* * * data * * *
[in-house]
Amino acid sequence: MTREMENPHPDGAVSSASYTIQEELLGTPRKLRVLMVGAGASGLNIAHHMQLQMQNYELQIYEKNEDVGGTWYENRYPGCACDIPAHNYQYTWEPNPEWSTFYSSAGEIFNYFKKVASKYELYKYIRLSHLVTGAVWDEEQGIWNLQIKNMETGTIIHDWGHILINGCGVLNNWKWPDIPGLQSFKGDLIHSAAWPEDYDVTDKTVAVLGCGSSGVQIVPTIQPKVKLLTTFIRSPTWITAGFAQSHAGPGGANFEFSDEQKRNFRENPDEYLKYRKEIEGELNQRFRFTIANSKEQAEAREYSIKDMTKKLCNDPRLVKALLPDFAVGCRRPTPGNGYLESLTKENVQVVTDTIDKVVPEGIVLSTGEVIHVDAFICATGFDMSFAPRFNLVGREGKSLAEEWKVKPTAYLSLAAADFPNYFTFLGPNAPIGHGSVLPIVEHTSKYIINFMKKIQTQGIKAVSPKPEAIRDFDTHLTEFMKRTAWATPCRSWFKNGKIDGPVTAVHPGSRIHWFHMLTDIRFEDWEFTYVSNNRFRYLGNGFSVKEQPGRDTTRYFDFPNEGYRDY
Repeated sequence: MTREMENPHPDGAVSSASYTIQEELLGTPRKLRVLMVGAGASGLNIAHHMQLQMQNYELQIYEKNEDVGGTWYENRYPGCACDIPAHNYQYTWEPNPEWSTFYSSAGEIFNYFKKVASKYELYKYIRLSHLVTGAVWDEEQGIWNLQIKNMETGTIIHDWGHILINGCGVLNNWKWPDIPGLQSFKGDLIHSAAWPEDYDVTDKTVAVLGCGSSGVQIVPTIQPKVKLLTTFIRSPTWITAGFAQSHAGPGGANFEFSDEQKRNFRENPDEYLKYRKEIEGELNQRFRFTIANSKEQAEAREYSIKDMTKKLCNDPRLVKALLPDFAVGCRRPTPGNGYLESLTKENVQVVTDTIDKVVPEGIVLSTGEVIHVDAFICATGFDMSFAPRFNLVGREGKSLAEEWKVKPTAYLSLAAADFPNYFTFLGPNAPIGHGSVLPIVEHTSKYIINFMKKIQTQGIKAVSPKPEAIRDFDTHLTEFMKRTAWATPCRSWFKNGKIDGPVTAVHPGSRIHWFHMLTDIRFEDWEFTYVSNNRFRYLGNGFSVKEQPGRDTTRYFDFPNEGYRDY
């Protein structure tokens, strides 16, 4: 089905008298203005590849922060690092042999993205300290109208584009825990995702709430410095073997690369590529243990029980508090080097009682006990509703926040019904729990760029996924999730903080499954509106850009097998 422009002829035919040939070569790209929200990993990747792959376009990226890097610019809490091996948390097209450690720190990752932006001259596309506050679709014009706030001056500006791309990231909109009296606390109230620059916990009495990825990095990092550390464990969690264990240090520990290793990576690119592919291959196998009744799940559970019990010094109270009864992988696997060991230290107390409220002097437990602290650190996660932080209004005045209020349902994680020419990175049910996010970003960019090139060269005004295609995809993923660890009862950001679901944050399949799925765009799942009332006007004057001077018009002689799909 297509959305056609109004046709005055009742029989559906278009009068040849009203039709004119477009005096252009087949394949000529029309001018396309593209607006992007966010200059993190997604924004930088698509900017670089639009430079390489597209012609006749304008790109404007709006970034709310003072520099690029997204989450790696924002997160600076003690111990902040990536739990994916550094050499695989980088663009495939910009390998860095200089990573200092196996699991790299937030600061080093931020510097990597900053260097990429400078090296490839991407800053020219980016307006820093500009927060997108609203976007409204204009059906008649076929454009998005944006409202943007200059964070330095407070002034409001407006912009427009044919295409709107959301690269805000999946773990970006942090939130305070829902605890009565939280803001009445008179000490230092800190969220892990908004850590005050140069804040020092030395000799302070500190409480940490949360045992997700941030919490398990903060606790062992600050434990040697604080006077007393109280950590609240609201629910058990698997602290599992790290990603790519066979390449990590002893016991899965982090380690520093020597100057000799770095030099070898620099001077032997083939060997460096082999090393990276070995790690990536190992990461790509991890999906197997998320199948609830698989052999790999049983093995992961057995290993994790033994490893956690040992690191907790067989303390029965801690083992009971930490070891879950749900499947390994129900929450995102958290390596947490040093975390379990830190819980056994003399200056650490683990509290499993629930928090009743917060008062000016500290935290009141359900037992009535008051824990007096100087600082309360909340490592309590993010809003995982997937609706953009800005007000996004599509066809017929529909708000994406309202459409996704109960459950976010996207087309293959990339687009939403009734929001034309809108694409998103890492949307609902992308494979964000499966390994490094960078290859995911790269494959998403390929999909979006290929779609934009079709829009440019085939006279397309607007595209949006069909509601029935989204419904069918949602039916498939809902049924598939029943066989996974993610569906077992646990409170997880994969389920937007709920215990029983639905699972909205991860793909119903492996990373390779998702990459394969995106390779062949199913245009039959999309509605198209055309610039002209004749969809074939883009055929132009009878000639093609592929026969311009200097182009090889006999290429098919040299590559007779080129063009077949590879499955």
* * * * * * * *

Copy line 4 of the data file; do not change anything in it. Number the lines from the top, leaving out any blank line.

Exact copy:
């Protein structure tokens, strides 16, 4: 089905008298203005590849922060690092042999993205300290109208584009825990995702709430410095073997690369590529243990029980508090080097009682006990509703926040019904729990760029996924999730903080499954509106850009097998 422009002829035919040939070569790209929200990993990747792959376009990226890097610019809490091996948390097209450690720190990752932006001259596309506050679709014009706030001056500006791309990231909109009296606390109230620059916990009495990825990095990092550390464990969690264990240090520990290793990576690119592919291959196998009744799940559970019990010094109270009864992988696997060991230290107390409220002097437990602290650190996660932080209004005045209020349902994680020419990175049910996010970003960019090139060269005004295609995809993923660890009862950001679901944050399949799925765009799942009332006007004057001077018009002689799909 297509959305056609109004046709005055009742029989559906278009009068040849009203039709004119477009005096252009087949394949000529029309001018396309593209607006992007966010200059993190997604924004930088698509900017670089639009430079390489597209012609006749304008790109404007709006970034709310003072520099690029997204989450790696924002997160600076003690111990902040990536739990994916550094050499695989980088663009495939910009390998860095200089990573200092196996699991790299937030600061080093931020510097990597900053260097990429400078090296490839991407800053020219980016307006820093500009927060997108609203976007409204204009059906008649076929454009998005944006409202943007200059964070330095407070002034409001407006912009427009044919295409709107959301690269805000999946773990970006942090939130305070829902605890009565939280803001009445008179000490230092800190969220892990908004850590005050140069804040020092030395000799302070500190409480940490949360045992997700941030919490398990903060606790062992600050434990040697604080006077007393109280950590609240609201629910058990698997602290599992790290990603790519066979390449990590002893016991899965982090380690520093020597100057000799770095030099070898620099001077032997083939060997460096082999090393990276070995790690990536190992990461790509991890999906197997998320199948609830698989052999790999049983093995992961057995290993994790033994490893956690040992690191907790067989303390029965801690083992009971930490070891879950749900499947390994129900929450995102958290390596947490040093975390379990830190819980056994003399200056650490683990509290499993629930928090009743917060008062000016500290935290009141359900037992009535008051824990007096100087600082309360909340490592309590993010809003995982997937609706953009800005007000996004599509066809017929529909708000994406309202459409996704109960459950976010996207087309293959990339687009939403009734929001034309809108694409998103890492949307609902992308494979964000499966390994490094960078290859995911790269494959998403390929999909979006290929779609934009079709829009440019085939006279397309607007595209949006069909509601029935989204419904069918949602039916498939809902049924598939029943066989996974993610569906077992646990409170997880994969389920937007709920215990029983639905699972909205991860793909119903492996990373390779998702990459394969995106390779062949199913245009039959999309509605198209055309610039002209004749969809074939883009055929132009009878000639093609592929026969311009200097182009090889006999290429098919040299590559007779080129063009077949590879499955």